So, it’s been over two-and-a-half months now since my heel got shattered like a wine glass in a Memorex commercial. There have been a handful (footful?) of positive developments over the last few weeks, so I figure I should update y’all. Also, it’s been quite a long time since I’ve done the potpourri thing. So, here I go, although I warn you, this potpourri will smell of nothing but feet.
Giving Me the Boot
At this point, I am done with both the “soft cast” and “hard cast” stages of recovery and have moved on to the “walking boot.” Compared to the previous casts, the walking boot is a podiatric behemoth. The perk is, I can now begin to actually walk. I mean, like sort of kind of really walk. In fact, that is the sole (no pun intended) purpose of the walking boot, to once again start walking (cue Nancy Sinatra--bad quasi-pun fully intended). While I am currently only supposed to put half of my weight down on my left foot (and although I sometimes stumble a bit and put down at least 52 or 53% of my weight), this makes a world of difference, ambulatorily speaking. I can now walk a whole block without wanting to keel over. And even though the walking boot does not yet prevent me from using crutches, I sometimes feel like I’m almost walking like a “normal” human being. It’s exciting. Over the next few weeks, I am supposed to gradually increase the amount of weight I am putting on my foot, and I am also supposed to work my way to abandoning one crutch, then the other. The thought of walking crutchless, even within the confines of the walking boot, is inspiring. I’ve even gotten quite used to the walking boot’s dramatically curved base, which causes me to feel as though I am somehow walking on a basketball. It’s exciting times for me. But just so you understand how stormtrooper-like I feel when I strap myself into the boot on a daily basis, I have inserted the preceding picture. The blue bump near the top of the boot’s left side is there to pump air into the boot and make it more cushiony. Honestly, I’m not sure I notice much of a difference – well, aside from getting the urge to sing “Pump Up the Jam” even more frequently than I used to.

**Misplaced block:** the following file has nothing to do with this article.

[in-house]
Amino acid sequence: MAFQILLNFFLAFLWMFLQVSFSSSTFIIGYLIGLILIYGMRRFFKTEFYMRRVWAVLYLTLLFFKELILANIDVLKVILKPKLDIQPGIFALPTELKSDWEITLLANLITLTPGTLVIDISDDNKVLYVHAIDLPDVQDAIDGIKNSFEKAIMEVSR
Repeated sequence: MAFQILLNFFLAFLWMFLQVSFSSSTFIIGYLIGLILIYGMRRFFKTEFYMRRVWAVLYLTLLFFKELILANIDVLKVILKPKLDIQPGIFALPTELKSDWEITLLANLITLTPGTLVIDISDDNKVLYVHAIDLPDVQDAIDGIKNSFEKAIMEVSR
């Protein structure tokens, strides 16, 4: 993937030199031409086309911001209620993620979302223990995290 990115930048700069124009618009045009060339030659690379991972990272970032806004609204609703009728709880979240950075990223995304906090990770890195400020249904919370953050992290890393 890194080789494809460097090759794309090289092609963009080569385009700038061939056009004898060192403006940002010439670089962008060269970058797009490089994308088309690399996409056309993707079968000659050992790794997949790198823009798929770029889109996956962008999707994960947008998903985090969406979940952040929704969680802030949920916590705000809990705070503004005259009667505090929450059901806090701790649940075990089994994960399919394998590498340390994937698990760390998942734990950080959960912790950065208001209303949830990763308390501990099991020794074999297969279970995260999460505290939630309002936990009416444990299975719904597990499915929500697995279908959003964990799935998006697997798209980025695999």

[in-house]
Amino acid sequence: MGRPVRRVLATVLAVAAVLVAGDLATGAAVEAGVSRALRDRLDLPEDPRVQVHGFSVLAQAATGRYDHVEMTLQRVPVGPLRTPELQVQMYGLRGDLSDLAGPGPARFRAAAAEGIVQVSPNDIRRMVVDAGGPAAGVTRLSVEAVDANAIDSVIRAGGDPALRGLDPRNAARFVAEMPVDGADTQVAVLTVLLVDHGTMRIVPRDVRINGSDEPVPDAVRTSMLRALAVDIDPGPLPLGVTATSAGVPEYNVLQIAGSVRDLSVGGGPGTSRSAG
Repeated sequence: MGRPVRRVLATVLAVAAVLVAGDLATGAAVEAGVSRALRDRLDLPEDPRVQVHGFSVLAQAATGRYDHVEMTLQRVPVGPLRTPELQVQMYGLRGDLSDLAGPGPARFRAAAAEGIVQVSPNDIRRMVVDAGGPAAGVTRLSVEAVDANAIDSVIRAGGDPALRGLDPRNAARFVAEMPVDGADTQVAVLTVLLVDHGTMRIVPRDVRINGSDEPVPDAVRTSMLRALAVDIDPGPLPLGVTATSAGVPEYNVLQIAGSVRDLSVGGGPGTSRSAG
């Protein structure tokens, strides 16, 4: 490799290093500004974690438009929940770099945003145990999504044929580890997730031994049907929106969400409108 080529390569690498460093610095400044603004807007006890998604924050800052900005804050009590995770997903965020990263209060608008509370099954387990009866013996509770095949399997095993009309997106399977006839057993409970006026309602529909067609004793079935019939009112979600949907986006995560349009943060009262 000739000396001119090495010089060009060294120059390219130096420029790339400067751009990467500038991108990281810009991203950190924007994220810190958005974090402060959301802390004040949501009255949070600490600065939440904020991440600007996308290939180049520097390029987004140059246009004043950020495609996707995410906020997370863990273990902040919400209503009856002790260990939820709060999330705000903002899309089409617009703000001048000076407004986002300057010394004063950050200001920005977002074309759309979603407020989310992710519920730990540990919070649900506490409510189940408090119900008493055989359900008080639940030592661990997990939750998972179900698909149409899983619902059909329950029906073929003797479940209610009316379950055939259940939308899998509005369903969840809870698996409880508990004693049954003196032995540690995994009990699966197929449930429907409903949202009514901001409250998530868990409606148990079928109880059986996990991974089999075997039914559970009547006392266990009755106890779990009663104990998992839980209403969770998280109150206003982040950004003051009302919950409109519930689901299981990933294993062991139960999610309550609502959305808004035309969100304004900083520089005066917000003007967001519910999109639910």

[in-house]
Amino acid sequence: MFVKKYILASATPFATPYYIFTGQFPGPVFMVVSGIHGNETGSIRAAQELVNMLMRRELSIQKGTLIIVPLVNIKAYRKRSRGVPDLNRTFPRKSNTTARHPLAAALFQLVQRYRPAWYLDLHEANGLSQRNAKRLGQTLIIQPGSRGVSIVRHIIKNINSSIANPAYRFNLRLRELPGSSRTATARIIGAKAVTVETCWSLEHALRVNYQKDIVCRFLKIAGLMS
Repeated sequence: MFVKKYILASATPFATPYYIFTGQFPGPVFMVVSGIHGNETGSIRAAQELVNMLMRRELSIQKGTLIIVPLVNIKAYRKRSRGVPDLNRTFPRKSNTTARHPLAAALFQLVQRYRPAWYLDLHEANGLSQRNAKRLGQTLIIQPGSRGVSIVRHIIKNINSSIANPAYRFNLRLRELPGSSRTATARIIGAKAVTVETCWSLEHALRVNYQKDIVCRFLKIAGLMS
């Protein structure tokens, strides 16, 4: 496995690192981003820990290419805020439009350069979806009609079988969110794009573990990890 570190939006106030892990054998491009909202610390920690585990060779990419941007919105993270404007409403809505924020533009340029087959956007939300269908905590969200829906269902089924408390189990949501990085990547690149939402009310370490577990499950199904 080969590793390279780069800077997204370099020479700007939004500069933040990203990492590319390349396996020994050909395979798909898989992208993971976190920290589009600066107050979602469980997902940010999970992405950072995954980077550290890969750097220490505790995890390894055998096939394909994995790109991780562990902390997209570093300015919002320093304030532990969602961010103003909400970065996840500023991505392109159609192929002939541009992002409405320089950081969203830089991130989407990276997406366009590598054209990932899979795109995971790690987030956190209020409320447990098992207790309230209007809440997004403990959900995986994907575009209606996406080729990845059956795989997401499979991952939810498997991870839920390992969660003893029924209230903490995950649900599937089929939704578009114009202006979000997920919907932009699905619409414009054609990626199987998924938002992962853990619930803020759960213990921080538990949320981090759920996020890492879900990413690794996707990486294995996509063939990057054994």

Another reason I am so excited to have been upgraded to the walking boot is that I can now take showers. In casts past, I had to take baths, with my left foot dangling over the edge of the tub. Because the walking boot is removable, I am allowed to shower. Of course, this does not automatically make me a very skilled showerer. Standing on one foot for the entire duration of even a quick shower can be a challenge, and turning around to ensure my body gets thoroughly and completely rinsed always makes me feel as though I am participating in some highly dangerous stunt. I am, after all, hopping on a wet foundation in order to get my body to turn. It can be unsettling, but so far no further injuries have been incurred. Showering is also helping my foot shed itself of the disgustingly marred skin that was the feature of my most recent post. It amazes me just how similar wet, dead skin is to wet, dead paper. It possesses a silky-like quality and is apt to disintegrate if you rub it briskly between your forefinger and your thumb. One flap of browned, dead skin that dropped off of me during my first post-injury shower actually reminded me of a scrap of potato peeling. I almost convinced myself that it was a scrap of potato skin, perhaps from an old Russet potato peeled by our upstairs neighbor as he or she prepared the mashed potatoes for Thanksgiving dinner, put down the garbage disposal and, the metal teeth of the disposal somehow failing to properly masticate the potato-flap but hungrily swallowing the peeling nonetheless, eventually regurgitated by my shower drain a good 7-10 business days later. But nope, it was really just my skin. Kind of creepy, eh? But kind of fascinating.
I’m in with the In(valid) Crowd
Even though I’m more mobile than I’ve been in a couple of months now, I just recently was granted a handicap parking permit. My doctor gave me the form a few weeks prior to my going to the tag office and actually getting the permit, and at that time I felt I could truly benefit from having the permit. Of course, I still think I can benefit from having it, it’s just that it doesn’t always seem quite as necessary to benefit from having it now as it did then. For the record, Melanie and I avoid parking in handicap parking spots if another spot is available nearby. And if I’m not getting out of the car, which I quite often avoid nowadays, we don’t park in a handicap spot. But it’s nice to have the permit for those times when I do happen to need to get out of the car. This is especially true here in